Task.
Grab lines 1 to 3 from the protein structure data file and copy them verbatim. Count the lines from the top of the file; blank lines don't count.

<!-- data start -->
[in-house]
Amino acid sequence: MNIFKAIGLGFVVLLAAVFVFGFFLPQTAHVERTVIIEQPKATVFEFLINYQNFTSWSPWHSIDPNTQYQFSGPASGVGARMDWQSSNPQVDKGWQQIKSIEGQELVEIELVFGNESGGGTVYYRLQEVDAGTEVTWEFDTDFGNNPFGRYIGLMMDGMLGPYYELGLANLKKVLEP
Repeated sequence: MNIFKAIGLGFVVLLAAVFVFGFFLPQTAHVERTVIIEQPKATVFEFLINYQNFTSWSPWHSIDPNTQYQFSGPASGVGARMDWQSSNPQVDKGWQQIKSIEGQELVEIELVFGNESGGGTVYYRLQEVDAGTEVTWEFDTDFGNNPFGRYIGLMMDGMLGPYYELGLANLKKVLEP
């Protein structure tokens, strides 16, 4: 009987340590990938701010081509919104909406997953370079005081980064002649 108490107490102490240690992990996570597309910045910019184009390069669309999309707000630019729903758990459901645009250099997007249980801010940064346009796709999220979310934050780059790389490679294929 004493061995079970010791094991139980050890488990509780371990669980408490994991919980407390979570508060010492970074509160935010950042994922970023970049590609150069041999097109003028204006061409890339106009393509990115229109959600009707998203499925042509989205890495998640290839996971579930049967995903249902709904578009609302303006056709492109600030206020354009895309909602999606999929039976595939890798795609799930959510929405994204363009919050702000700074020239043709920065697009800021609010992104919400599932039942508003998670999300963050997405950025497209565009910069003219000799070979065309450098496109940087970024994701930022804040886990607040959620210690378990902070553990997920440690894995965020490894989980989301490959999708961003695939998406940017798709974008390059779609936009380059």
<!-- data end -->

[in-house]
Amino acid sequence: MNIFKAIGLGFVVLLAAVFVFGFFLPQTAHVERTVIIEQPKATVFEFLINYQNFTSWSPWHSIDPNTQYQFSGPASGVGARMDWQSSNPQVDKGWQQIKSIEGQELVEIELVFGNESGGGTVYYRLQEVDAGTEVTWEFDTDFGNNPFGRYIGLMMDGMLGPYYELGLANLKKVLEP
Repeated sequence: MNIFKAIGLGFVVLLAAVFVFGFFLPQTAHVERTVIIEQPKATVFEFLINYQNFTSWSPWHSIDPNTQYQFSGPASGVGARMDWQSSNPQVDKGWQQIKSIEGQELVEIELVFGNESGGGTVYYRLQEVDAGTEVTWEFDTDFGNNPFGRYIGLMMDGMLGPYYELGLANLKKVLEP